Larry Van Tuyl, chairman of the 81-store dealership group now known as Berkshire Hathaway Automotive, said he'll continue to follow that handshake policy. He also noted that Van Tuyl Group had never been turned down for manufacturer approval of a deal.
Berkshire Hathaway Automotive intends to stay in the U.S., at least "for now," Van Tuyl said. He earlier had said on CNBC that the group's acquisition activities were focused "in the U.S., primarily." But he wants to expand beyond the 10 states in which the group currently has stores.
Buffett deflected a question about whether he worries that he overpaid for Van Tuyl Group by buying in an environment in which experts say dealership prices are at all-time highs. "We're buying forever. I don't buy based on this year's earnings or this month's earnings or this day's earnings," he said. "We'll own it 50 years from now."
The price tag on the Van Tuyl deal hasn't been disclosed, but some experts have estimated it at more than $4 billion. Before the purchase by Berkshire Hathaway, Van Tuyl ranked No. 4 on the Automotive News list of the largest U.S. dealership groups, with retail sales of 139,538 new vehicles in 2014.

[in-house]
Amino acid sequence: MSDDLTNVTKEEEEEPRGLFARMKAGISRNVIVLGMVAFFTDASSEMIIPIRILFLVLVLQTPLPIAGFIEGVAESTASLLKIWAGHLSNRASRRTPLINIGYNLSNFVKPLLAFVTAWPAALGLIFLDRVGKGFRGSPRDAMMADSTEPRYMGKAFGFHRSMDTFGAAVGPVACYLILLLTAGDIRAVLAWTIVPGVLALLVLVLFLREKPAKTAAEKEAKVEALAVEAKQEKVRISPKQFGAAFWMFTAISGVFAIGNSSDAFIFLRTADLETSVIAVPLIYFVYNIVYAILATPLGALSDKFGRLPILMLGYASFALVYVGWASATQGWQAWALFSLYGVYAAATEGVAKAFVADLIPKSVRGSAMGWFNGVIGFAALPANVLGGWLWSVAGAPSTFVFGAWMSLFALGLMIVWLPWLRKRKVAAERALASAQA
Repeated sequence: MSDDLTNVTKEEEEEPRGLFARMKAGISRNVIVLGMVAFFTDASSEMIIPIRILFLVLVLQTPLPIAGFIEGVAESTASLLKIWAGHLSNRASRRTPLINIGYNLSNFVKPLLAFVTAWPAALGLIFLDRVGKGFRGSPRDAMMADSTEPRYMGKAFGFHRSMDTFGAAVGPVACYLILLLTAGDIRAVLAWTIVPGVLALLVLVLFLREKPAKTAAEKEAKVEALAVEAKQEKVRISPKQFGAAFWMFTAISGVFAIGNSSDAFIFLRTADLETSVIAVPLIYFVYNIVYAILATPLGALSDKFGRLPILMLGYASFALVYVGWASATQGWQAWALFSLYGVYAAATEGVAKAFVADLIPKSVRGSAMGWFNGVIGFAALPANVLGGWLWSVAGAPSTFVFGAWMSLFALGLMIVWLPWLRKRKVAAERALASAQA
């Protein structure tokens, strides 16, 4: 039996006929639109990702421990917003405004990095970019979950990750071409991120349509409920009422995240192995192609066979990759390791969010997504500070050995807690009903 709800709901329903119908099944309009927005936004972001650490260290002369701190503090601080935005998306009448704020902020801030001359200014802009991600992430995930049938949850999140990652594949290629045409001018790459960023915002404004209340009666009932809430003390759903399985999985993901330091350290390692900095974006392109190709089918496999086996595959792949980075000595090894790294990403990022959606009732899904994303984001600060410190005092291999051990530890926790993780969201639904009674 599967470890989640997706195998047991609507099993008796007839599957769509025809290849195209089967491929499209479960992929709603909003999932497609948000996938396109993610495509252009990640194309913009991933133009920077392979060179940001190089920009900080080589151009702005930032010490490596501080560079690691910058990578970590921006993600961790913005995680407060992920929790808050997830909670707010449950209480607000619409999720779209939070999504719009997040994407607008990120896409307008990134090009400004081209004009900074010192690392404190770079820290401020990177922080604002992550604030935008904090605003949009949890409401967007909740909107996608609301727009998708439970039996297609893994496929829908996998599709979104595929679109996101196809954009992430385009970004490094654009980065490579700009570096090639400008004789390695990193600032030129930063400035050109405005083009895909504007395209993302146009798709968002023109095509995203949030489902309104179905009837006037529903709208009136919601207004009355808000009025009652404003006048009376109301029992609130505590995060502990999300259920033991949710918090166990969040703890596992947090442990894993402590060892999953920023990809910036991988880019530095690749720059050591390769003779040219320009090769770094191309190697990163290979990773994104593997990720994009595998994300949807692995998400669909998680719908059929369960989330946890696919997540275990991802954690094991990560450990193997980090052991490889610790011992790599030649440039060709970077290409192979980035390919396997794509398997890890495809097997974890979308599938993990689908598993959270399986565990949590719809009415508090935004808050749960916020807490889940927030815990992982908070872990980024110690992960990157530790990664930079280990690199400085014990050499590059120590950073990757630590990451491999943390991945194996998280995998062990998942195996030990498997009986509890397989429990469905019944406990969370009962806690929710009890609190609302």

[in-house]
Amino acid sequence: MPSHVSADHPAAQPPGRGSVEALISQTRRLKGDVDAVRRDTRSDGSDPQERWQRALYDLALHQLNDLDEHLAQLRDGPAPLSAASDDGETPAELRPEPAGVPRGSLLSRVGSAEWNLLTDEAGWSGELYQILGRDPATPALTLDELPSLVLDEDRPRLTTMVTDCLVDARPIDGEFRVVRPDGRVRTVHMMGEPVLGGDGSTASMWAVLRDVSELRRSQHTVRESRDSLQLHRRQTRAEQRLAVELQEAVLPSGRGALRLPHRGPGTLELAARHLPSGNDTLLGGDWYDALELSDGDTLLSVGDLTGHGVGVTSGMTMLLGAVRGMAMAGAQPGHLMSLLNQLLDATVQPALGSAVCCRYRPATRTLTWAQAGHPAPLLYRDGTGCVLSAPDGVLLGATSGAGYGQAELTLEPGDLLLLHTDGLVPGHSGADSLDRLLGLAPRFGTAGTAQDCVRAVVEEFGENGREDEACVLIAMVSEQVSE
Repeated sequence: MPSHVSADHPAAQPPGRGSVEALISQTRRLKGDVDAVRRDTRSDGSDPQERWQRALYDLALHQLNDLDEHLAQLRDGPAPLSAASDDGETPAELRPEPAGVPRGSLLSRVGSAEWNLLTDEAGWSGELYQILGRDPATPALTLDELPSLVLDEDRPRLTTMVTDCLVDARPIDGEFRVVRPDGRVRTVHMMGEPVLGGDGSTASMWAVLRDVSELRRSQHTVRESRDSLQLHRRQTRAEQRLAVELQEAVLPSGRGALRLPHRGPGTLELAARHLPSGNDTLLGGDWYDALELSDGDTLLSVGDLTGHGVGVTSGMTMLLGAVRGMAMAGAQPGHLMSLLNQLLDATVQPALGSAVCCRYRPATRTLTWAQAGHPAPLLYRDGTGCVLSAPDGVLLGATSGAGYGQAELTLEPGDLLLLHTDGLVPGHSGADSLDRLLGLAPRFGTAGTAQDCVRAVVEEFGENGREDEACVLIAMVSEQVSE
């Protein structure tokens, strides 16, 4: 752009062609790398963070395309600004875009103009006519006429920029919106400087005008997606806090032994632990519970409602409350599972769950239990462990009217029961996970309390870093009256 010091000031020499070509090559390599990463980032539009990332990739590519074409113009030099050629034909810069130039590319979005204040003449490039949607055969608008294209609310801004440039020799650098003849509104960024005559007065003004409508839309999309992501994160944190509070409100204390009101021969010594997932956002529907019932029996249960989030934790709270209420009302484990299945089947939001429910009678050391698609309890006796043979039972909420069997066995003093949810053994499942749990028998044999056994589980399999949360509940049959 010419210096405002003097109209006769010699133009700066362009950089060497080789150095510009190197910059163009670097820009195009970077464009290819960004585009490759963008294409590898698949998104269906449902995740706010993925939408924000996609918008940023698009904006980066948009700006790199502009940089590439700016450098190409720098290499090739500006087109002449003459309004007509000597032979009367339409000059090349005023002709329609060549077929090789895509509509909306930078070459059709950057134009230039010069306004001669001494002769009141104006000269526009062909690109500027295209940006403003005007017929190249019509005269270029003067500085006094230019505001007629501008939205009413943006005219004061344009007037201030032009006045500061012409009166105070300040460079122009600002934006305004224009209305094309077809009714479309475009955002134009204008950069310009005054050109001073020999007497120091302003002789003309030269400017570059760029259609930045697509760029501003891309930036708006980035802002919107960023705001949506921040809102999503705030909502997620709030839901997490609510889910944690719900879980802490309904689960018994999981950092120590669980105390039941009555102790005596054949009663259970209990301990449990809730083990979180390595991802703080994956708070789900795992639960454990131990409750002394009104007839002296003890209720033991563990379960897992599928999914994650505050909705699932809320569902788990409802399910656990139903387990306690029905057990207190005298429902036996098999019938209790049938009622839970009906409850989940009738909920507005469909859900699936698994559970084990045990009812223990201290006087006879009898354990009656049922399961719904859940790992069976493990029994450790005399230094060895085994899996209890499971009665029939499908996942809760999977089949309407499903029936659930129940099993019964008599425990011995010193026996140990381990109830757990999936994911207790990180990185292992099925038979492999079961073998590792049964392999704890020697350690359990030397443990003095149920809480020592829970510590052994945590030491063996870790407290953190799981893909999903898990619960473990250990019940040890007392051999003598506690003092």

Buffett said he's received a "good Detroit welcome" from such automaker leaders as General Motors CEO Mary Barra and Ford Motor Co. CEO Mark Fields. He noted Barra sold him a new Cadillac on a six-minute drive to lunch nearly a year ago. "She's plenty good," Buffett said.
Buffett, who said he subscribed to Automotive News in his teens, also noted that he sold his old 2006 Cadillac for charity for $122,000, adding "if any of you guys need a good used-car salesman."
Van Tuyl said Buffett has told him to continue what he's been doing. "And he means it," Van Tuyl said. "Really, nothing has changed, and we don't contemplate any change."
But that doesn't mean Berkshire Hathaway Automotive won't try out new ideas, Van Tuyl said.
Upon announcing the Berkshire Hathaway deal last October, Van Tuyl mentioned that the dealership group was studying the formation of a captive finance arm that would operate online. He also noted at that time that he could explore opportunities to collaborate with other companies in the Berkshire Hathaway stable.
"We've got enough size and scale now," Van Tuyl said today. "And we'll have a lot more to go and try different things and see what is successful."
Jamie LaReau contributed to this report.